On the last day of Earth, I couldn’t find my hairbrush. That probably seems like a silly thing to worry about, what with the imminent destruction of, well, everything, but my mom was always after me about my usual ratty ponytail. Normally, I’d ignore her. Or, if I were having a really bad day, I’d tell her what she could do with her hairbrush. But like I said, it was the last day of Earth. And I figured, since it was the last time she’d ever see me, I wanted it to go smoothly. I wanted her to remember me, if not fondly, then at least without anger.
A girl can dream.
I slipped out of my cell as soon as the door swung open. I’d done the same every day for the past month, and my family had yet to show up. Their OPT—Off-Planet Transport—took off in eighteen hours, so they still had time. Barely. I couldn’t blame them if they didn’t come. It wasn’t hard to imagine that they’d rather escape to the stars without so much as a backward glance at me, their big disappointment. Even my father’s influence couldn’t persuade the government to give me a spot on an OPT.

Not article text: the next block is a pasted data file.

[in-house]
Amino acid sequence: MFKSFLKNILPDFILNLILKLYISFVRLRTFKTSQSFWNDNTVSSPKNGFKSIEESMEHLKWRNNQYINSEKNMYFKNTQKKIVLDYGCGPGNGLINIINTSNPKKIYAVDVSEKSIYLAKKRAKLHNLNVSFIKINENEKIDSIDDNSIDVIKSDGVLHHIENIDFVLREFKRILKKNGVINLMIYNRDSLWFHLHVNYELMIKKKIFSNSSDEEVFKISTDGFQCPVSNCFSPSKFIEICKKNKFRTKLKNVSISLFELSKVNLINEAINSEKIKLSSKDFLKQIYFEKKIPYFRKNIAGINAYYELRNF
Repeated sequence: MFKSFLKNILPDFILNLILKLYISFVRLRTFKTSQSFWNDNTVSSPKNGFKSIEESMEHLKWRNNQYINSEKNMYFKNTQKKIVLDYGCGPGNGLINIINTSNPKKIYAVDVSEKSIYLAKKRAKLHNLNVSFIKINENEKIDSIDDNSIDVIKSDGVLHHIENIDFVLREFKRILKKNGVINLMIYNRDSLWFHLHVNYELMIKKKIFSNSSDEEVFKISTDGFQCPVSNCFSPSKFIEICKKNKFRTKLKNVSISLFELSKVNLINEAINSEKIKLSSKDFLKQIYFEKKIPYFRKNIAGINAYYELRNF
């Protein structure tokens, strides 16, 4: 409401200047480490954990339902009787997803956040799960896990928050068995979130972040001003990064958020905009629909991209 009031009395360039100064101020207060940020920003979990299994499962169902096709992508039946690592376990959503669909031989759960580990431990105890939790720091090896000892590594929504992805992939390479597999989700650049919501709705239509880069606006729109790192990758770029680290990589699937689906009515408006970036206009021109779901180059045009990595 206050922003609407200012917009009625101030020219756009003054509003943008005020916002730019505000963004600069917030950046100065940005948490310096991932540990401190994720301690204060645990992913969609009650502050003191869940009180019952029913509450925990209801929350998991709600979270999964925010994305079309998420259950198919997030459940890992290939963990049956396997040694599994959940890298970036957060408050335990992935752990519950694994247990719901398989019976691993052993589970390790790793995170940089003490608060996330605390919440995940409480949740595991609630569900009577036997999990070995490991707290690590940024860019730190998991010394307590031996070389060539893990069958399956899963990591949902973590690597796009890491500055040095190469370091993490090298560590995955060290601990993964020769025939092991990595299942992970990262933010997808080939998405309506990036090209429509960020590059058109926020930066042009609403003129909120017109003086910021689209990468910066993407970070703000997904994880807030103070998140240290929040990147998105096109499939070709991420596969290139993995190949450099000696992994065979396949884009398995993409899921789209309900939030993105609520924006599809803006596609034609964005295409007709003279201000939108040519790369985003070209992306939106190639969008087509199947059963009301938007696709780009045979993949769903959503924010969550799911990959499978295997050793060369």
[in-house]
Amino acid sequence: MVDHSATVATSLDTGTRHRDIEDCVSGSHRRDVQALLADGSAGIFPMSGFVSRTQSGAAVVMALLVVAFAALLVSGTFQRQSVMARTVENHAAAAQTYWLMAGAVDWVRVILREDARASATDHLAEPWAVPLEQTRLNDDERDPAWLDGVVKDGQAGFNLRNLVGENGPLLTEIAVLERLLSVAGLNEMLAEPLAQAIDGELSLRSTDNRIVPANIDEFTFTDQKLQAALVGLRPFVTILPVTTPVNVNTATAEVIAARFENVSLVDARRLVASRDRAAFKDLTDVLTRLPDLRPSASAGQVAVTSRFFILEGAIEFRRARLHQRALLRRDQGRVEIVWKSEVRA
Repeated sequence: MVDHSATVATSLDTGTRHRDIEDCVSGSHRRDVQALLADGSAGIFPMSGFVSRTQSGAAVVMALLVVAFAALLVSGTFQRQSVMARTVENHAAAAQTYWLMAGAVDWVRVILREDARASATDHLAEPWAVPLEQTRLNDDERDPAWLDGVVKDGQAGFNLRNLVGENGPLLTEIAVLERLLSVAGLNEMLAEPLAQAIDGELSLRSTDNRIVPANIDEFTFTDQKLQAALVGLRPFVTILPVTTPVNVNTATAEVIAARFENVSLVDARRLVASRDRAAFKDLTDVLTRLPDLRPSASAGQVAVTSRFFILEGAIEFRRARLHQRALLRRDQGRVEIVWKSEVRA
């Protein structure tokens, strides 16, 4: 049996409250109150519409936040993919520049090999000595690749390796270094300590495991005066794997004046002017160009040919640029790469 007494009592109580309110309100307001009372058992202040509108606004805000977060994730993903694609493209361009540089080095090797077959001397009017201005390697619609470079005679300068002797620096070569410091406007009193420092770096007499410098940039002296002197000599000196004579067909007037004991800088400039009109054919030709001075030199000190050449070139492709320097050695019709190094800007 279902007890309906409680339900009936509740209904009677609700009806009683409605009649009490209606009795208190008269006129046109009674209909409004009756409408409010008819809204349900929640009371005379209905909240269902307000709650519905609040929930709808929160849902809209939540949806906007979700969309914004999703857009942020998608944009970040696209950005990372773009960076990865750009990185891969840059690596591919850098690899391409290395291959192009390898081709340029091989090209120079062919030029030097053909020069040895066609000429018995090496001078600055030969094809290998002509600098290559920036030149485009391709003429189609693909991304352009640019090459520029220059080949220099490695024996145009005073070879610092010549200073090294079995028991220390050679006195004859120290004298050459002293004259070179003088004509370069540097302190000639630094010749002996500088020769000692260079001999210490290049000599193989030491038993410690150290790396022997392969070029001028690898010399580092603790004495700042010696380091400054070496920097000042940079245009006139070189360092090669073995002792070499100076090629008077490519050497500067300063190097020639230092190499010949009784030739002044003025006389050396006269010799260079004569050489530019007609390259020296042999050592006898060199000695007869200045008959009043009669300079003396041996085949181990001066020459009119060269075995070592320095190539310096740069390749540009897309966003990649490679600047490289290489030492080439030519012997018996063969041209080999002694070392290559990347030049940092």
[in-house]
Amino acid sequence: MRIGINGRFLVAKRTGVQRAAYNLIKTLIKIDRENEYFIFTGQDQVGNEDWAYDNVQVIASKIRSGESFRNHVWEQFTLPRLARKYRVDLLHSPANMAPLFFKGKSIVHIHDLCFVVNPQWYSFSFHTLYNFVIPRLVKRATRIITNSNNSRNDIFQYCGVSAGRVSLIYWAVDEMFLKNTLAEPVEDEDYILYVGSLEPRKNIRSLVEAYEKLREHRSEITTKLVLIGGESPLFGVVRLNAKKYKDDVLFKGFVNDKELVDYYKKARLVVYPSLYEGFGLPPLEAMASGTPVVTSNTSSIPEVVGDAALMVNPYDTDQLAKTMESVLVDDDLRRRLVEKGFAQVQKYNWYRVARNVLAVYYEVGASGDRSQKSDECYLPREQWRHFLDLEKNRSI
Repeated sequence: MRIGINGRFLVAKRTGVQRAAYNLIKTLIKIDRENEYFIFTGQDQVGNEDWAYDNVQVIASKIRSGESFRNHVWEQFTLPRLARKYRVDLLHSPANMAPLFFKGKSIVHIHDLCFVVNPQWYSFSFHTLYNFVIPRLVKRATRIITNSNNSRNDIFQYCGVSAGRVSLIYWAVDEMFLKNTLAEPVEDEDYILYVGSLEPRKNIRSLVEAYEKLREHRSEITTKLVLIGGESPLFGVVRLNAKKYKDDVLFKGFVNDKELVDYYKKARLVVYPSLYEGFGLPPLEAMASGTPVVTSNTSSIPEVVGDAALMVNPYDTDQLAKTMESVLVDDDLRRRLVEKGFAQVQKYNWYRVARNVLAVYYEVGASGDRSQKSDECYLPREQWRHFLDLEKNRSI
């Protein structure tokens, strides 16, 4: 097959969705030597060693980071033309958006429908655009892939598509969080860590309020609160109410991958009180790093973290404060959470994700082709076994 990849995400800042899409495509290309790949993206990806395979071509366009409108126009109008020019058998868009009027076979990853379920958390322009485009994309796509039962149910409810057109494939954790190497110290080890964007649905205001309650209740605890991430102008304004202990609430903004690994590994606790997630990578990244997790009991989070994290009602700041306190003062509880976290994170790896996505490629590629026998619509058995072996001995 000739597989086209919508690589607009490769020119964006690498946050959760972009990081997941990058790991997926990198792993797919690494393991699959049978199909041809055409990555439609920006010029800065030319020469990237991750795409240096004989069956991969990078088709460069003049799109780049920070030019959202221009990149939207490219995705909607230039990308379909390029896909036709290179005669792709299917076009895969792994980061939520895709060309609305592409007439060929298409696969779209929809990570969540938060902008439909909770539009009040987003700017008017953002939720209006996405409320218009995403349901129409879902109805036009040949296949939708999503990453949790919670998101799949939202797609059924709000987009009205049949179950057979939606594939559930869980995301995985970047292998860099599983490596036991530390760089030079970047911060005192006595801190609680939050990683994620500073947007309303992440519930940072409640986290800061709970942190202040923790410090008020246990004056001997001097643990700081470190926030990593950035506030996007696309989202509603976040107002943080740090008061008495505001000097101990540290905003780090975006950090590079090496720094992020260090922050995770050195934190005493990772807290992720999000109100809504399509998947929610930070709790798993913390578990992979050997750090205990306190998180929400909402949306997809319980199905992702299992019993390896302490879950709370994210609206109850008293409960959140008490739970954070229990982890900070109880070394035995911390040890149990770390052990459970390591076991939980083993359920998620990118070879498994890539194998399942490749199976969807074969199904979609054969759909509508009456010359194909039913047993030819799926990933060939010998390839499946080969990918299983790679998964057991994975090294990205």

Turns out, when humankind is deciding which of its children to save, the last place it looks is in prison.
But I was pretty sure they’d come. West had said as much in his last transmission. The thought of my younger brother actually halted me mid-step, like one of those punches in the gut where you can’t breathe for a few seconds.
“Looking for something?” The lazy drawl floated out of the nearest cell.
Against my better instincts, I turned to see Cassa lying on her bunk, her arm draped across Kip. My Kip. Or at least, my ex-Kip. Whatever. In twenty-two hours, I wouldn’t have to think about him anymore.
See? Silver lining. And they called me a perpetual pessimist at my last psych workup.